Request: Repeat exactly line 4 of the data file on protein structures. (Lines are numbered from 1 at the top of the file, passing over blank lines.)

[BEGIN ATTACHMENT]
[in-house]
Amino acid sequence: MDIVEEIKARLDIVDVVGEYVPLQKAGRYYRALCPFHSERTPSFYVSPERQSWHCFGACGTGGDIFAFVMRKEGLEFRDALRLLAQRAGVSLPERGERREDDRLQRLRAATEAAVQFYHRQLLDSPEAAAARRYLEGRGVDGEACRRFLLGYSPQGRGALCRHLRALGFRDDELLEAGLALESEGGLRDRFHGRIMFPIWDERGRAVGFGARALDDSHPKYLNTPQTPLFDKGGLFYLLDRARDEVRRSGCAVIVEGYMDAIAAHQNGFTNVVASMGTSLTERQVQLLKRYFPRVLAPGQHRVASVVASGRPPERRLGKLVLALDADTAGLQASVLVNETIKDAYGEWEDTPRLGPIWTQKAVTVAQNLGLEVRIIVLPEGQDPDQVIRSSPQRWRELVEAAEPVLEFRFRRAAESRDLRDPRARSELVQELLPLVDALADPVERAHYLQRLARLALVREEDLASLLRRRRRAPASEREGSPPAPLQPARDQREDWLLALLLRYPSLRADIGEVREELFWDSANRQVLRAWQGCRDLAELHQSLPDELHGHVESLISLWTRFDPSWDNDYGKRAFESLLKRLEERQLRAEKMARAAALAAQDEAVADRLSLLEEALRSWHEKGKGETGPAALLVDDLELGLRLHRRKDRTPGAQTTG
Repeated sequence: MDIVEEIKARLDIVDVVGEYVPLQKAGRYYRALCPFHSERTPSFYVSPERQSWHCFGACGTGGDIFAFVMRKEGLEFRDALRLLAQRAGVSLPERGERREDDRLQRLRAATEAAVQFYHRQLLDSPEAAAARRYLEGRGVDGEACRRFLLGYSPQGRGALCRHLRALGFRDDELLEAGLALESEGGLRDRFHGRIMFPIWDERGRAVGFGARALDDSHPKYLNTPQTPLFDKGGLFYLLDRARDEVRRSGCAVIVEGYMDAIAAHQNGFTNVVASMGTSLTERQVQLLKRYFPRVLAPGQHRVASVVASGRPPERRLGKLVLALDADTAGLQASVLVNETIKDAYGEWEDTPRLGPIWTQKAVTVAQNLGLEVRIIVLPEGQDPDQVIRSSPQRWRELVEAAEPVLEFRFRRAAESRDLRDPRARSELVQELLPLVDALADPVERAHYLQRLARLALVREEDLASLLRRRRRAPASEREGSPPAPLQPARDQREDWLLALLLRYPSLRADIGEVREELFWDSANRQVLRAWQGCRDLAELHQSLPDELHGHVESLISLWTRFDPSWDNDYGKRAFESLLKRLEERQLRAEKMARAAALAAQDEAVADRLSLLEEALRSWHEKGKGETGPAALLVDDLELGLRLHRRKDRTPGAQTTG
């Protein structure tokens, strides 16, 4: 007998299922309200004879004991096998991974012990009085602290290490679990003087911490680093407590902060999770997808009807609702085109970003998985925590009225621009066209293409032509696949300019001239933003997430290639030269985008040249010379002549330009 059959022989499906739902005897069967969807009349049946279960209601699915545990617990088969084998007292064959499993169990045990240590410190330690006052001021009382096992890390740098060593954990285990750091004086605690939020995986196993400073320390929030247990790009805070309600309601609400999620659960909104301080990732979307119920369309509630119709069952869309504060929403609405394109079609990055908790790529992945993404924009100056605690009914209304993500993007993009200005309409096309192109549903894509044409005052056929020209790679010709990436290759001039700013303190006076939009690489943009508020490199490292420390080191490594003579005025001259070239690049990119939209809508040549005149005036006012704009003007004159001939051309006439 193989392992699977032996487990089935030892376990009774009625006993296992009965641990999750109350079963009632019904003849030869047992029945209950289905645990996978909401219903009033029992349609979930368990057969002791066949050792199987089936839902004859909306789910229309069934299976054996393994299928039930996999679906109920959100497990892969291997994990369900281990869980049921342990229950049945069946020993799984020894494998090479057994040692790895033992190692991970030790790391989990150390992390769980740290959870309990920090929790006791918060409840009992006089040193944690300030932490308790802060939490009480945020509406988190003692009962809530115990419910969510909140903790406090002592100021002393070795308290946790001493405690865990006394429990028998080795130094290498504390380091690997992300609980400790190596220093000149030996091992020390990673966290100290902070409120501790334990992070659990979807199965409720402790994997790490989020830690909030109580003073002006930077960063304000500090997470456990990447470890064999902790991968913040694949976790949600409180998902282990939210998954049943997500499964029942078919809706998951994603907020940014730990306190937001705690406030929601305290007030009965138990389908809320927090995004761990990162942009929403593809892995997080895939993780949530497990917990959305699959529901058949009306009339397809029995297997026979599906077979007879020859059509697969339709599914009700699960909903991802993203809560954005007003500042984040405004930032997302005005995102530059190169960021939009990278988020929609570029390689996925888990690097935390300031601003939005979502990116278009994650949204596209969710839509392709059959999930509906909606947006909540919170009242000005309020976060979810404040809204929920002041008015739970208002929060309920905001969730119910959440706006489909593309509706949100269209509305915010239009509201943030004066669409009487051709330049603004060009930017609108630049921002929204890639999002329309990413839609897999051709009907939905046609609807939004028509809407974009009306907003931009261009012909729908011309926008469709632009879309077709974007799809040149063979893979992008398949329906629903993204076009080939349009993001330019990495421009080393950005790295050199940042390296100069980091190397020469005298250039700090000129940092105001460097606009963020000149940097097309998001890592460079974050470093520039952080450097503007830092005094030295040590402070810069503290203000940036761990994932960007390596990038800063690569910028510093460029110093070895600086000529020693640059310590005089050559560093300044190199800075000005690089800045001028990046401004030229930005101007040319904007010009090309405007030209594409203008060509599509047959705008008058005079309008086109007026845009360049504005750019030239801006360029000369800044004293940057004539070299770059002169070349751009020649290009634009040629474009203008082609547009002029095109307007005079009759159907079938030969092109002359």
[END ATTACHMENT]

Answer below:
């Protein structure tokens, strides 16, 4: 007998299922309200004879004991096998991974012990009085602290290490679990003087911490680093407590902060999770997808009807609702085109970003998985925590009225621009066209293409032509696949300019001239933003997430290639030269985008040249010379002549330009 059959022989499906739902005897069967969807009349049946279960209601699915545990617990088969084998007292064959499993169990045990240590410190330690006052001021009382096992890390740098060593954990285990750091004086605690939020995986196993400073320390929030247990790009805070309600309601609400999620659960909104301080990732979307119920369309509630119709069952869309504060929403609405394109079609990055908790790529992945993404924009100056605690009914209304993500993007993009200005309409096309192109549903894509044409005052056929020209790679010709990436290759001039700013303190006076939009690489943009508020490199490292420390080191490594003579005025001259070239690049990119939209809508040549005149005036006012704009003007004159001939051309006439 193989392992699977032996487990089935030892376990009774009625006993296992009965641990999750109350079963009632019904003849030869047992029945209950289905645990996978909401219903009033029992349609979930368990057969002791066949050792199987089936839902004859909306789910229309069934299976054996393994299928039930996999679906109920959100497990892969291997994990369900281990869980049921342990229950049945069946020993799984020894494998090479057994040692790895033992190692991970030790790391989990150390992390769980740290959870309990920090929790006791918060409840009992006089040193944690300030932490308790802060939490009480945020509406988190003692009962809530115990419910969510909140903790406090002592100021002393070795308290946790001493405690865990006394429990028998080795130094290498504390380091690997992300609980400790190596220093000149030996091992020390990673966290100290902070409120501790334990992070659990979807199965409720402790994997790490989020830690909030109580003073002006930077960063304000500090997470456990990447470890064999902790991968913040694949976790949600409180998902282990939210998954049943997500499964029942078919809706998951994603907020940014730990306190937001705690406030929601305290007030009965138990389908809320927090995004761990990162942009929403593809892995997080895939993780949530497990917990959305699959529901058949009306009339397809029995297997026979599906077979007879020859059509697969339709599914009700699960909903991802993203809560954005007003500042984040405004930032997302005005995102530059190169960021939009990278988020929609570029390689996925888990690097935390300031601003939005979502990116278009994650949204596209969710839509392709059959999930509906909606947006909540919170009242000005309020976060979810404040809204929920002041008015739970208002929060309920905001969730119910959440706006489909593309509706949100269209509305915010239009509201943030004066669409009487051709330049603004060009930017609108630049921002929204890639999002329309990413839609897999051709009907939905046609609807939004028509809407974009009306907003931009261009012909729908011309926008469709632009879309077709974007799809040149063979893979992008398949329906629903993204076009080939349009993001330019990495421009080393950005790295050199940042390296100069980091190397020469005298250039700090000129940092105001460097606009963020000149940097097309998001890592460079974050470093520039952080450097503007830092005094030295040590402070810069503290203000940036761990994932960007390596990038800063690569910028510093460029110093070895600086000529020693640059310590005089050559560093300044190199800075000005690089800045001028990046401004030229930005101007040319904007010009090309405007030209594409203008060509599509047959705008008058005079309008086109007026845009360049504005750019030239801006360029000369800044004293940057004539070299770059002169070349751009020649290009634009040629474009203008082609547009002029095109307007005079009759159907079938030969092109002359």